Recycled Scrap Metal and Soils/Debris with Low Radioactive Contents
Author: Carriker, A. Wendell
Source: International Journal of Radioactive Materials Transport, Volume 7, Number 1, 1996 , pp. 27-32(6)
Publisher: Maney Publishing
Abstract:Two types of large volume bulk shipments of materials with low radioactivity have characteristics that complicate compliance with normal transport regulations. Scrap metal for recycling sometimes contains radioactive material that was not known or identified by the shipper prior to it being offered for transport to a scrap recycle processor. If the radioactive material is not detected before the scrap is processed, radiological and economic problems may occur. If detected before processing, the scrap metal will often be returned to the shipper. Uranium mill-tailings and contaminated soils and debris have created potential public health problems that required the movement of large volumes of bulk material to isolated safe locations. Similarly, old radium processing sites have created contamination problems needing remediation. The US Department of Transportation has issued exemptions to shippers and carriers for returning rejected scrap metal to original shippers. Other exemptions simplify transport of mill-tailings and debris from sites being remediated. These exemptions provide relief from detailed radioassay of the radioactive content in each conveyance as well as relief from the normal requirements for packaging, shipping documents, marking, labelling, and placarding which would be required for some of the shipments if the exemptions were not issued.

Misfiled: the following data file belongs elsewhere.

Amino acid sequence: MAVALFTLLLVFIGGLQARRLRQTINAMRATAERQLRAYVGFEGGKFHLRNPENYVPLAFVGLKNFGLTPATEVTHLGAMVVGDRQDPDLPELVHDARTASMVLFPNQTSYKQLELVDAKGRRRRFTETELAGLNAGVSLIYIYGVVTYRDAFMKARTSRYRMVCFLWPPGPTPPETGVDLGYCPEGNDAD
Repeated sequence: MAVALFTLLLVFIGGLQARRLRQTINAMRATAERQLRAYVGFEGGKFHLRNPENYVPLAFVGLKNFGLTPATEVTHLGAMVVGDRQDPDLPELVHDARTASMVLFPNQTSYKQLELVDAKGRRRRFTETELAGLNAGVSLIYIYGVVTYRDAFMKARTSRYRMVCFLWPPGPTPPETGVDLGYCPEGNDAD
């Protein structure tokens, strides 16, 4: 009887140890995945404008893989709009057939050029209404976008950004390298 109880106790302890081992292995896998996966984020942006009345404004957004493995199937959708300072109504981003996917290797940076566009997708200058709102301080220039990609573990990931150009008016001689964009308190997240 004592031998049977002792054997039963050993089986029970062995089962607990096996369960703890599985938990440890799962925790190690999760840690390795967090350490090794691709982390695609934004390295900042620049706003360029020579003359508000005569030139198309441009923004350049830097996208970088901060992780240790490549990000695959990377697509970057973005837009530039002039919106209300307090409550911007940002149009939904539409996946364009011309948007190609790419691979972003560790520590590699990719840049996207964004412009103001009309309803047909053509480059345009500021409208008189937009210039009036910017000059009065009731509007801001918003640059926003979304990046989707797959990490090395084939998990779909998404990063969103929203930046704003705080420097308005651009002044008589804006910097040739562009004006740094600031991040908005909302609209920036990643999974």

Document Type: Research Article
Publication date: 1996-01-01
- In 2004, International Journal of Radioactive Materials Transport changed its name to Packaging, Transport, Storage and Security of Radioactive Material. View issues of Packaging, Transport, Storage and Security of Radioactive Material.
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